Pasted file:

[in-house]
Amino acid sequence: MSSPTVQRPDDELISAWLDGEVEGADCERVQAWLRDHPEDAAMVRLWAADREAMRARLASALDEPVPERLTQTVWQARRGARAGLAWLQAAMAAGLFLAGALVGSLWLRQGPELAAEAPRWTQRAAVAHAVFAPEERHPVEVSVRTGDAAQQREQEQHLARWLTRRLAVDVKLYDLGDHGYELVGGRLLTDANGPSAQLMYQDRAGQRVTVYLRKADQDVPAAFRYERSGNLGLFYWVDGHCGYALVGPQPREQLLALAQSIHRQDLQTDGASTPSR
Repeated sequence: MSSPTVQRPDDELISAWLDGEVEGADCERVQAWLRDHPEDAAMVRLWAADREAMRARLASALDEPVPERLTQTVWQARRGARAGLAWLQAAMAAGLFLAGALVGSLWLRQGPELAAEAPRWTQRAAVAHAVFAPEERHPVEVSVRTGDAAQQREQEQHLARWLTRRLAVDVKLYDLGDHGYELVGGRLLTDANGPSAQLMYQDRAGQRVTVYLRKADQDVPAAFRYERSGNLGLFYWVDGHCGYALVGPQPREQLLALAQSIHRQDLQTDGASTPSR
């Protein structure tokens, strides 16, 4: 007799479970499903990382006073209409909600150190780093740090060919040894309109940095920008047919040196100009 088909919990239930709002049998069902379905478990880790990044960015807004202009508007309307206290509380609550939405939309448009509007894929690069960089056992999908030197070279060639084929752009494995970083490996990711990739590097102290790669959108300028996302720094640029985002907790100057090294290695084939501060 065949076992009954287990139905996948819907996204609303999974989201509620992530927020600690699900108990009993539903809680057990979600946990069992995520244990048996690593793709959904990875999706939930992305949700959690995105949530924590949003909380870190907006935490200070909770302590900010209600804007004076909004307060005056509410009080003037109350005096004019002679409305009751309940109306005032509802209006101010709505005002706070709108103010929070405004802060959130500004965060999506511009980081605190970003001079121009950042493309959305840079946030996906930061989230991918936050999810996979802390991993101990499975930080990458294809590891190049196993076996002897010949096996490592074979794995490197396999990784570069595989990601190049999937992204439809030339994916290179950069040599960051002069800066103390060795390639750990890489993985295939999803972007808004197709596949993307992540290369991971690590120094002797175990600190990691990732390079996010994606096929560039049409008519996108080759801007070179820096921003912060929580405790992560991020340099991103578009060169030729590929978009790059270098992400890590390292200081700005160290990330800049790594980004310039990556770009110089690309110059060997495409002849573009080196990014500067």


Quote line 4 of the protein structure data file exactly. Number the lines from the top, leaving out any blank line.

């Protein structure tokens, strides 16, 4: 007799479970499903990382006073209409909600150190780093740090060919040894309109940095920008047919040196100009 088909919990239930709002049998069902379905478990880790990044960015807004202009508007309307206290509380609550939405939309448009509007894929690069960089056992999908030197070279060639084929752009494995970083490996990711990739590097102290790669959108300028996302720094640029985002907790100057090294290695084939501060 065949076992009954287990139905996948819907996204609303999974989201509620992530927020600690699900108990009993539903809680057990979600946990069992995520244990048996690593793709959904990875999706939930992305949700959690995105949530924590949003909380870190907006935490200070909770302590900010209600804007004076909004307060005056509410009080003037109350005096004019002679409305009751309940109306005032509802209006101010709505005002706070709108103010929070405004802060959130500004965060999506511009980081605190970003001079121009950042493309959305840079946030996906930061989230991918936050999810996979802390991993101990499975930080990458294809590891190049196993076996002897010949096996490592074979794995490197396999990784570069595989990601190049999937992204439809030339994916290179950069040599960051002069800066103390060795390639750990890489993985295939999803972007808004197709596949993307992540290369991971690590120094002797175990600190990691990732390079996010994606096929560039049409008519996108080759801007070179820096921003912060929580405790992560991020340099991103578009060169030729590929978009790059270098992400890590390292200081700005160290990330800049790594980004310039990556770009110089690309110059060997495409002849573009080196990014500067």